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Learned about this not too long after the time of the original problem publication through a classmate who visited MIT one summer.

http://faculty.uml.edu/jpropp/cookie2.pdf

The problem goes as follows: Given a set of cookies with finite time-to-expiry (in days) labels, 2 players take turns as follows: On day 1, player A chooses a "good" cookie and eats it, then on day 2 if any non-stale cookies are left player B does the same and so on. The player who eats the last "good" cookie is declared a winner. Given the set of cookies + expiry labels, who has a winning strategy and what's the strategy?

The statement of the problem is astonishingly simple, and yet this was open back then.

A quick observation is that if the set of expiry integers and the total number of cookies have the same parity (all odd or all even) then there's an "easy" strategy for one of the two players.

What if epxiry dates are all odd but the number of cookies is even (and vice versa)?

Can someone crack that particular case alone?

The general question is probably too hard and worth promoting to mathoverflow.

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This may be obvious, but there's a straightforward isomorphism to a Nim-like piles-of-counters game: a move is to remove one pile entirely, and one counter from each of the other piles (counters represent 'days left until expiration'). As such, it seems like one of the 'extended' theories from Winning Ways (which covers, among other things, sums of games where players must move in all games) should apply here, though it would likely take some modification to take account of the different moves. –  Steven Stadnicki Feb 11 '13 at 22:50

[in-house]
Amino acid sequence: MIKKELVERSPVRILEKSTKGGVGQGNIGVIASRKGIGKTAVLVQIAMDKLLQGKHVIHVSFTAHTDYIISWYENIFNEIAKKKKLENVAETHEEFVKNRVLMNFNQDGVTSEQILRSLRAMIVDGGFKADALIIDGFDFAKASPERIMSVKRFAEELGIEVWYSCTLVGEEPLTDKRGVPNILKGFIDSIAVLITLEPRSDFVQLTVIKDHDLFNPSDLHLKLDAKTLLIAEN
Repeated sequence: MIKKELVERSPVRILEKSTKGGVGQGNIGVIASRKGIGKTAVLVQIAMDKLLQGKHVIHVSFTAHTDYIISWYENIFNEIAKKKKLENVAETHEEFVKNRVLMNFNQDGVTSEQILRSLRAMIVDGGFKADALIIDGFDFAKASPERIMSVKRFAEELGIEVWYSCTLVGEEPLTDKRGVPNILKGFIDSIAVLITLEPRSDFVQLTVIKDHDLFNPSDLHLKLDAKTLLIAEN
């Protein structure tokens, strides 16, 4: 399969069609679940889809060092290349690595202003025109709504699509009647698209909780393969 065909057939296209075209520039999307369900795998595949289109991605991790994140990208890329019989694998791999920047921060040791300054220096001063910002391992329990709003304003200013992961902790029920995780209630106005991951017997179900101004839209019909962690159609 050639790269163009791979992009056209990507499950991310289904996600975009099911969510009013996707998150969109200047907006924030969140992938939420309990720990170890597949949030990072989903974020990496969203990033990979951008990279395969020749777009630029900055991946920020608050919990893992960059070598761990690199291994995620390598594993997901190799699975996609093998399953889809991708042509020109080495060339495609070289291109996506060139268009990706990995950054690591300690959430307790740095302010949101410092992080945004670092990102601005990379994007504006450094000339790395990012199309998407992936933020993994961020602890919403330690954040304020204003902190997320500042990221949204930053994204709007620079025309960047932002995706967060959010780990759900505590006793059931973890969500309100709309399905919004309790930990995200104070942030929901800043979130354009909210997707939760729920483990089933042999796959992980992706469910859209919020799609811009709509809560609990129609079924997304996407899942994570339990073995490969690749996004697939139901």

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I think the fact that the numbers of the other "piles" change but you can only select one pile to remove entirely (aside from others that happen to expire at the same time) would actually be a big problem. I think it throws a nontrivial wrench in those theories because it's no longer quite like any of the 12 "ways to play multiple games". That's not to say there wouldn't be a separate slick way to handle this, but I don't think it would be a trivial modification. –  Mark S. Feb 12 '13 at 1:42
    
Even if you restrict the expiry dates to distinct integers, is there an obvious solution? –  user7530 Feb 14 '13 at 7:26
    
@user7530 : there is a simple strategy, but the proof of its correctness is not obvious, see the paper linked in the OP. –  Ewan Delanoy Feb 14 '13 at 9:46
    
@Meina222 would using probability to devise an optimal strategy be acceptable ? –  Hardy Feb 16 '13 at 23:01
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1 Answer

Call the number of days until expiration the "freshness" of the cookie. A cookie with freshness $1$ is here (and can be eaten) today, but will be gone tomorrow; a cookie with freshness $n+1$ will have freshness $n$ tomorrow. If all the cookies' freshnesses have the same parity, then this will persist for the entire game: one player (Eve) will only see even-freshness cookies, and the other (Otto) will see only odd-freshness cookies. Eve can win immediately only if she sees exactly one cookie (because no cookies become stale after her turn). Otto can win immediately if he sees exactly one cookie, or if he sees only freshness-$1$ cookies. We see that